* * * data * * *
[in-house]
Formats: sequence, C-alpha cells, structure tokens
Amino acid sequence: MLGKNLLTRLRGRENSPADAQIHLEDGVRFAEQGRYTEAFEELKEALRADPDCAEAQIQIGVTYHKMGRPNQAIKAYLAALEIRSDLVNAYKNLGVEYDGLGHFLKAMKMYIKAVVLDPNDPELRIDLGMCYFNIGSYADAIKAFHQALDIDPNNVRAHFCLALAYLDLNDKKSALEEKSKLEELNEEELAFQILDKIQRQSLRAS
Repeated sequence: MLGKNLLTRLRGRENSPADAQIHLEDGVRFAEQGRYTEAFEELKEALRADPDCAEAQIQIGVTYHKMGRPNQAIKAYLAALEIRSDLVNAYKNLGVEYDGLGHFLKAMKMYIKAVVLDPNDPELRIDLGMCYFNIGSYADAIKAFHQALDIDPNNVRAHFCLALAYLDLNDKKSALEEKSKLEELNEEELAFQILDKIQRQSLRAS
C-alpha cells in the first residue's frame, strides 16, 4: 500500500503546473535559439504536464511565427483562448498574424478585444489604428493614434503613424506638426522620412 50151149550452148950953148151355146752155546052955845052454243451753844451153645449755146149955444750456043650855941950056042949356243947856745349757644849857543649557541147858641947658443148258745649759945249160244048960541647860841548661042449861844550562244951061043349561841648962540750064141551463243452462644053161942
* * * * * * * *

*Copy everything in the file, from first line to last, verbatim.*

[in-house]
Formats: sequence, C-alpha cells, structure tokens
Amino acid sequence: MLGKNLLTRLRGRENSPADAQIHLEDGVRFAEQGRYTEAFEELKEALRADPDCAEAQIQIGVTYHKMGRPNQAIKAYLAALEIRSDLVNAYKNLGVEYDGLGHFLKAMKMYIKAVVLDPNDPELRIDLGMCYFNIGSYADAIKAFHQALDIDPNNVRAHFCLALAYLDLNDKKSALEEKSKLEELNEEELAFQILDKIQRQSLRAS
Repeated sequence: MLGKNLLTRLRGRENSPADAQIHLEDGVRFAEQGRYTEAFEELKEALRADPDCAEAQIQIGVTYHKMGRPNQAIKAYLAALEIRSDLVNAYKNLGVEYDGLGHFLKAMKMYIKAVVLDPNDPELRIDLGMCYFNIGSYADAIKAFHQALDIDPNNVRAHFCLALAYLDLNDKKSALEEKSKLEELNEEELAFQILDKIQRQSLRAS
C-alpha cells in the first residue's frame, strides 16, 4: 500500500503546473535559439504536464511565427483562448498574424478585444489604428493614434503613424506638426522620412 50151149550452148950953148151355146752155546052955845052454243451753844451153645449755146149955444750456043650855941950056042949356243947856745349757644849857543649557541147858641947658443148258745649759945249160244048960541647860841548661042449861844550562244951061043349561841648962540750064141551463243452462644053161942